About a month ago many speculated that StumbleUpon was for sale. EBay is asking for the equivalent of a king’s ransom, rumored to be $75 million. Given that StumbleUpon has revenue in the range of $5 to $7.5 million, the asking price is not completely unreasonable.
There are not many companies that can buy up something for that kind of figure that would be interested in a property like StumbleUpon. Do you really see a major media property, like News Corp, buying StumbleUpon? That is highly unlikely because media companies like to focus traffic on their site, not point people to other sites. It is also different than the case of Digg, Mixx and Reddit, where the aggregation and discussion of content is more important than where the content is located.
So, who could be a potential buyer of StumbleUpon? Several people have wondered about it and a few had settled on Digg as the best bet. Svetlana Gladkova of Profy thinks a Digg and StumbleUpon merger makes sense:
Of course merging the two properties could result in incredible synergy effect where the ultimate destination for web content discovery could be born. What’s more, I can hardly imagine anyone actually managing to beat such a joined social media giant – so we will probably see no “killers” for a while at least.
Merging the two sites does create a significant barrier to entry in the field. Sites like Mixx and Reddit would need even more functionality to compete. Om Malik feels similarly about a Digg acquisition of StumbleUpon:
Despite all the hoopla around social media, only Digg and StumbleUpon have been breakout hits. A combination of the two would create a social media powerhouse that would be hard to beat. With its ability to find and curate some of the most popular online content into various categories, Digg has a presence on the web that few can match. The problem with Digg is that despite its efforts to expand into other verticals (such as politics), it is still too technology-centric. And the most popular stories don’t necessarily mean the best or most relevant content.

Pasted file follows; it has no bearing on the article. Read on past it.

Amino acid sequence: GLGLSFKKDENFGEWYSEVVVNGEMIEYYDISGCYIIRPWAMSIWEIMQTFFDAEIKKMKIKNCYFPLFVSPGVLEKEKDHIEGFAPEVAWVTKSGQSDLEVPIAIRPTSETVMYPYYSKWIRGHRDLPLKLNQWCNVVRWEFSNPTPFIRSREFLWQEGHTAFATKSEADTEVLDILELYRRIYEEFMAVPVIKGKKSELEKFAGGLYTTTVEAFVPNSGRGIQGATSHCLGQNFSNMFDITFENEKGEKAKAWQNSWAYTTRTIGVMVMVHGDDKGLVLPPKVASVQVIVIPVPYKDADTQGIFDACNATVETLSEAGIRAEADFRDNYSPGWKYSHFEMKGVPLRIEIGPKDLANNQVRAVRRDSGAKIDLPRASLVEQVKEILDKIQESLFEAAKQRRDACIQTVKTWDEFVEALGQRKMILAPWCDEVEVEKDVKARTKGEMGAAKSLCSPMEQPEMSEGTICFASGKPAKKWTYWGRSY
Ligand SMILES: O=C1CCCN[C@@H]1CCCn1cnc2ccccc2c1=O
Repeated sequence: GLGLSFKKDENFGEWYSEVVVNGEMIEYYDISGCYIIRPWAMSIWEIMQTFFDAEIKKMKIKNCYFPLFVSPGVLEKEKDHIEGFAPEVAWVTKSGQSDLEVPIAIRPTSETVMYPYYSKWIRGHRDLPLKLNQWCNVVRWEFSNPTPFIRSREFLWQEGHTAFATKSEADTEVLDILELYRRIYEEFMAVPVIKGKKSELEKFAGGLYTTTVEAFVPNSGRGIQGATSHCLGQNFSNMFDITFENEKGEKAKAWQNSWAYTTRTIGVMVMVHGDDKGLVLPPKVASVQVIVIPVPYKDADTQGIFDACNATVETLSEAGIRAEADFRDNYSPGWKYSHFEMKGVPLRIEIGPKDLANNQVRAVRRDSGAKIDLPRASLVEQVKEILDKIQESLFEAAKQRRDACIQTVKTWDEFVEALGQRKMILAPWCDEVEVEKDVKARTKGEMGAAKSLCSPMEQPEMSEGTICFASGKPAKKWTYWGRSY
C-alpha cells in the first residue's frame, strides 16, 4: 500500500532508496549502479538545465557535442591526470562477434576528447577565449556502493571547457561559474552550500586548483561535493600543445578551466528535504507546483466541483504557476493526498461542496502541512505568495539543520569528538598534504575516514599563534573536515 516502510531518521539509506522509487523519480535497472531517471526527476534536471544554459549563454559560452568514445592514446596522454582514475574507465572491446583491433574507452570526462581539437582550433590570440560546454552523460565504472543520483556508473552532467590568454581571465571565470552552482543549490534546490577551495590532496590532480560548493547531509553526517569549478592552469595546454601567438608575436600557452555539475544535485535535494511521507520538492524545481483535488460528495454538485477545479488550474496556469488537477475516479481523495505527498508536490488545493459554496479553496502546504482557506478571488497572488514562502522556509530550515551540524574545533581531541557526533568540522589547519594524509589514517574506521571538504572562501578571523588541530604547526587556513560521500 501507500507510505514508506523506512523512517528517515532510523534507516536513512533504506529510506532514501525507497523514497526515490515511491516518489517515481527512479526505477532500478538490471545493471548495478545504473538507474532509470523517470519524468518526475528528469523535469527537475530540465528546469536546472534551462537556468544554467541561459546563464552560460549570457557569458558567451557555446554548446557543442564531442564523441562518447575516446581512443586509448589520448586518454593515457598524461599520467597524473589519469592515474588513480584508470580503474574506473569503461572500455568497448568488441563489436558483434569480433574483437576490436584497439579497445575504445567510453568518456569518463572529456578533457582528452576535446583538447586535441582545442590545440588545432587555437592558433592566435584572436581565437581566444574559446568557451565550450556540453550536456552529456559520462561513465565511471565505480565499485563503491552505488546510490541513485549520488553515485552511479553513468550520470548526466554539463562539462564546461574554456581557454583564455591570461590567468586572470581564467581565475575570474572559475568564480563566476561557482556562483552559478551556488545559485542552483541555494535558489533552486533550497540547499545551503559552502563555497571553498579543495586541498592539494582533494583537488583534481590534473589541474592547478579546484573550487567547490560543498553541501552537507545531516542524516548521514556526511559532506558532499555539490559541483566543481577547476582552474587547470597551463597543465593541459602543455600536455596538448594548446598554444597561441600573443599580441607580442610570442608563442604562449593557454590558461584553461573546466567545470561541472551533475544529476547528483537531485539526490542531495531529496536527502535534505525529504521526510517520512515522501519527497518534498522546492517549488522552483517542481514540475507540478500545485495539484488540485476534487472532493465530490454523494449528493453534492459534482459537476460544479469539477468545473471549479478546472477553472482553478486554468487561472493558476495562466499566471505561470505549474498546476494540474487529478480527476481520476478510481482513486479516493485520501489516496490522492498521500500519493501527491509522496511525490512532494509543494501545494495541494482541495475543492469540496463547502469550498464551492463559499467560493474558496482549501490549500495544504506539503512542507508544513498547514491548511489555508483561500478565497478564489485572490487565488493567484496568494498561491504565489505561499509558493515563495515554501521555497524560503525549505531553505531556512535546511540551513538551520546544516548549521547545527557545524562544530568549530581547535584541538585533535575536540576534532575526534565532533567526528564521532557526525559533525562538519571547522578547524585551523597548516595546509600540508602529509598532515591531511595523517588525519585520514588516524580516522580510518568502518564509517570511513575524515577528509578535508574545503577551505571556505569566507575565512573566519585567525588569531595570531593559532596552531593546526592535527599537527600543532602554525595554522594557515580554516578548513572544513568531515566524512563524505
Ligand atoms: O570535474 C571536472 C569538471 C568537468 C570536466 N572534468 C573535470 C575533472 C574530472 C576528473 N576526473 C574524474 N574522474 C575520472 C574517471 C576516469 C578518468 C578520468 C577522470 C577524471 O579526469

I understand what Svetlana and OM are saying, but I am not sure if it makes sense from the community perspective. Digg is very much about aggregating the top content in a particular topic. StumbleUpon is more about discovery of interesting things. It would take some time to really get the communities to converge. So, if a Digg and StumbleUpon merger does not make sense, then who else is likely?
Enter Google. Google has the cash to make a $75 million purchase. They have already expressed interest in getting into the social media field with their abandoned Digg acquisition. They do not already have anything similar in their product suite. Most importantly are the possibilities that arise when a StumbleUpon and Google Reader integration are looked at. Google Reader is quickly becoming the standard of RSS readers. There is already a recommendation feature available, but what if the recommendations came from your StumbleUpon profile and the social connections there? Blog discovery would almost be too easy. StumbleUpon gets the integration of RSS as well. Think about when you stumble. Often someone has stumbled a particular page on a site. What if a recommendation popped up that stated the RSS feed for this site’s blog is similar to other blogs you read and several of your favorite stumblers also read the blog?
The other benefit from this acquisition would be the fact that Google would not need to do anything right away. They could purchase the property and leave it on autopilot for a while, not changing anything. StumbleUpon could remain a fairly independent entity while the integration is worked out, and Google gets some more revenue. I can not find any reasons for Google not to do this. It just seems to work and make too much sense.
Do you think Google Stumble is a good idea?